Union, Hispanic Caucus Demand OSHA Issue PPE Rule

A coalition of labor unions and the Congressional Hispanic Caucus are trying to revive an OSHA standard that appears to have tumbled into the agency's rulemaking purgatory.

Low-wage, predominantly Hispanic immigrant workers in meatpacking and poultry plants suffer some of the highest injury rates in the nation. Organized labor contends one reason for the high rates is workers are forced to pay for their own safety gear, such as mesh gloves and boots. The result: workers wear their personal protective equipment (PPE) beyond its useful life, putting themselves at risk of serious injury.

Last week, the United Food and Commercial Workers International Union (UFCW), the Hispanic Caucus and eight other labor groups filed a petition with the Secretary of Labor to demand action within 60 days on a rule requiring employers to pay for PPE.

"Many workers in these industries rely on personal protective equipment as virtually their only measure of protection," asserted Jackie Nowell, the UFCW's director of occupational safety and health.

For example, Nowell pointed out that to prevent knife cuts workers in the poultry and meat industries wear metal mesh gloves that can cost up to $65 a lot of money for jobs that often pay minimum wage.

But most workers in the meat industry do not have to buy their own PPE, according to the American Meat Institute (AMI), an industry trade association. "In the vast majority of cases companies provide this equipment to their employees," countered Josee Daust, an AMI spokesperson. "So it's not an issue for us."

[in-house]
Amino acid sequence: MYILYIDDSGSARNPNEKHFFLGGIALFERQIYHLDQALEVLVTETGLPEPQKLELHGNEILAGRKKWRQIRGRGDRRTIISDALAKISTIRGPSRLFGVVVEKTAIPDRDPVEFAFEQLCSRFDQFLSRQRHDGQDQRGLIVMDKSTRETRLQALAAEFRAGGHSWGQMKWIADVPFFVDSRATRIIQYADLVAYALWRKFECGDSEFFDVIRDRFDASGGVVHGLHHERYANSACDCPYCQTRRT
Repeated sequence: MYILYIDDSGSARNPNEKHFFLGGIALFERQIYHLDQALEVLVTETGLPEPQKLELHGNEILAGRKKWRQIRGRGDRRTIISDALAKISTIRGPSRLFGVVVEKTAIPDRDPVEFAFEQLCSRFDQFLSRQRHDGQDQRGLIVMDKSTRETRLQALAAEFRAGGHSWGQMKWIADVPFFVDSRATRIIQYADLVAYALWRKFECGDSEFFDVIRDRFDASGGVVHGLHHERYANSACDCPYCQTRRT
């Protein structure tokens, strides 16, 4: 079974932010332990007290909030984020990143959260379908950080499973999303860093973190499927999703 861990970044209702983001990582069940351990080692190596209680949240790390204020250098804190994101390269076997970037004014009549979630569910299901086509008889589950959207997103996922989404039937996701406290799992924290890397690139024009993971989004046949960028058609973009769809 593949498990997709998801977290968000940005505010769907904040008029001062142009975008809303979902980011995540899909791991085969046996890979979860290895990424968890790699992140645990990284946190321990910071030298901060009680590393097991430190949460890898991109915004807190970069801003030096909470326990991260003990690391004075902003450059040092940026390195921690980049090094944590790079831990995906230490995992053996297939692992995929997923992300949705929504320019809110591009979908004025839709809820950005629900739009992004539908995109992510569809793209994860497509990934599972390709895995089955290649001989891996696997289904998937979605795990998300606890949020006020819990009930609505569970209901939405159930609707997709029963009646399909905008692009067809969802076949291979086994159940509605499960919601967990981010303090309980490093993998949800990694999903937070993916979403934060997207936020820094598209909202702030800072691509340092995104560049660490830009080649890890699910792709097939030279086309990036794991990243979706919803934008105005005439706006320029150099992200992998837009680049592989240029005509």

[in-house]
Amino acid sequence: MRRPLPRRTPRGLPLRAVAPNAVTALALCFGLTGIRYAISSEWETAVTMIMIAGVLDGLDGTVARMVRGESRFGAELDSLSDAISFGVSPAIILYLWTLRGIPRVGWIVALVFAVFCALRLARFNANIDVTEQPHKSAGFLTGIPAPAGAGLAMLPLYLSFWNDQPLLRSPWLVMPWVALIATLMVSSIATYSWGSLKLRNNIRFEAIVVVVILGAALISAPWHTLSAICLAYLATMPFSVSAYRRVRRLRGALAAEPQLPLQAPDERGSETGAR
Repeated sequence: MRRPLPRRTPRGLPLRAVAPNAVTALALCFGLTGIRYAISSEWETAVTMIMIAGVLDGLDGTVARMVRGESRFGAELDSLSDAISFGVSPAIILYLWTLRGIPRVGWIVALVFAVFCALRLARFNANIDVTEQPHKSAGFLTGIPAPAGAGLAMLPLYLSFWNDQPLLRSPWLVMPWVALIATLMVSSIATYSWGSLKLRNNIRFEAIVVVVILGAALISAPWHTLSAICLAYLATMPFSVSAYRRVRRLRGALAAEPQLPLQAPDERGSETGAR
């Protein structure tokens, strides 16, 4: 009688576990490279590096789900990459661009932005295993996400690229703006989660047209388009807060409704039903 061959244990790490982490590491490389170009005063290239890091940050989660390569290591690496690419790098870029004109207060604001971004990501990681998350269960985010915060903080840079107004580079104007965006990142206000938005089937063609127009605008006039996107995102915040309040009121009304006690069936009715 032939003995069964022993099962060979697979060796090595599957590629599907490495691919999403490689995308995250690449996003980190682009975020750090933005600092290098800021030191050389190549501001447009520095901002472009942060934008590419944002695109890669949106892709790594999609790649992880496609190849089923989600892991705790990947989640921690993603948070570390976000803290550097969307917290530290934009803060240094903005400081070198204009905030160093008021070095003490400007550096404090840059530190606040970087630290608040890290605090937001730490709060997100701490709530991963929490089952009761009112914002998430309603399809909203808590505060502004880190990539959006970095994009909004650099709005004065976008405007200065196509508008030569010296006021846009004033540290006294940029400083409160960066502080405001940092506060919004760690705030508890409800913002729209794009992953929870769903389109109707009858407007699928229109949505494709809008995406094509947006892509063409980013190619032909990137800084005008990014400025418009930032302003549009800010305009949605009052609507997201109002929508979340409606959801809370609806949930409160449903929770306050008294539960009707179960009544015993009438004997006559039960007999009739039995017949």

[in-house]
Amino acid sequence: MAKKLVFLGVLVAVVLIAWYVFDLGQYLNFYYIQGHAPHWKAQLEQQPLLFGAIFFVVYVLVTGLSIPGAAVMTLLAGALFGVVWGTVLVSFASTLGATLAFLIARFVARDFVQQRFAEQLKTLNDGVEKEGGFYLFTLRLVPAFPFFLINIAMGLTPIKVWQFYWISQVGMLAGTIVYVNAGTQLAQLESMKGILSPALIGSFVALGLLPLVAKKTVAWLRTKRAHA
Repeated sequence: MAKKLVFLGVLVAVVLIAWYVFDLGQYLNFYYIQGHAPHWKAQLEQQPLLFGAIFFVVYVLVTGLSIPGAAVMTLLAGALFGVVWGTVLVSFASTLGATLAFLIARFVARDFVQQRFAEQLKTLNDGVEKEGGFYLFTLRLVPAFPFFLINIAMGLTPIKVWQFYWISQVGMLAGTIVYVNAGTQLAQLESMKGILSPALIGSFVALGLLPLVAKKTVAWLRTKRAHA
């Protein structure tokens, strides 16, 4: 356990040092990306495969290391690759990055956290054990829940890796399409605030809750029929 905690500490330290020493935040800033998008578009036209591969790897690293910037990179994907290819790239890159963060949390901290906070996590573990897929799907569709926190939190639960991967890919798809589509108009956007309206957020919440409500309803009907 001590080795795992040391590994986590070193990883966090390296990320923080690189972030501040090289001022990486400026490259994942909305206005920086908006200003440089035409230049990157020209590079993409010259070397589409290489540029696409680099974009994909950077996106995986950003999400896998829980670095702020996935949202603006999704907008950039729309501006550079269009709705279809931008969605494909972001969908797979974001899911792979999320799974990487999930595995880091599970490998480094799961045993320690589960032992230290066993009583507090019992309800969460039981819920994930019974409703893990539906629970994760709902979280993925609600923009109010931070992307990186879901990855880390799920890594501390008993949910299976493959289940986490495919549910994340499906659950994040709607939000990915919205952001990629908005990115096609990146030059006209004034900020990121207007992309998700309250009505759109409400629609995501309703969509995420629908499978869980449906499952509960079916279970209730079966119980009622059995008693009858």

Backing up this industry claim, Daust contended that when OSHA held public hearings on the PPE rule in 1999, AMI took no position and didn't even bother to testify.

During the hearings on the standard, small construction companies and shipbuilding firms were among those who raised objections to OSHA requiring employers to pay for and provide PPE to workers. These employers argued that because of the high turnover rates in their industries, the requirement would not be cost-effective.

According to an August 2000 letter written to OSHA Administrator John Henshaw by the International Safety Equipment Association (ISEA), OSHA staff had already completed most of the work on the PPE rule under Henshaw's predecessor, Charles Jeffress. The standard clarifying that employers must pay for PPE rule was delayed in the final phase of the Clinton administration as OSHA focused on the ergonomics standard.

The ISEA letter to Henshaw concludes: "OSHA must act on this clarification, which has been pending since November 1999."

OSHA has not heeded ISEA's advice. Although listed as a final rule in the Clinton years, the PPE rule is relegated to a "long-term action" on the agency's most recent regulatory agenda, along with the annotation, "next action undetermined."

Asked to comment on the UFCW petition, an OSHA spokesman replied, "We have received the petition and are reviewing it."

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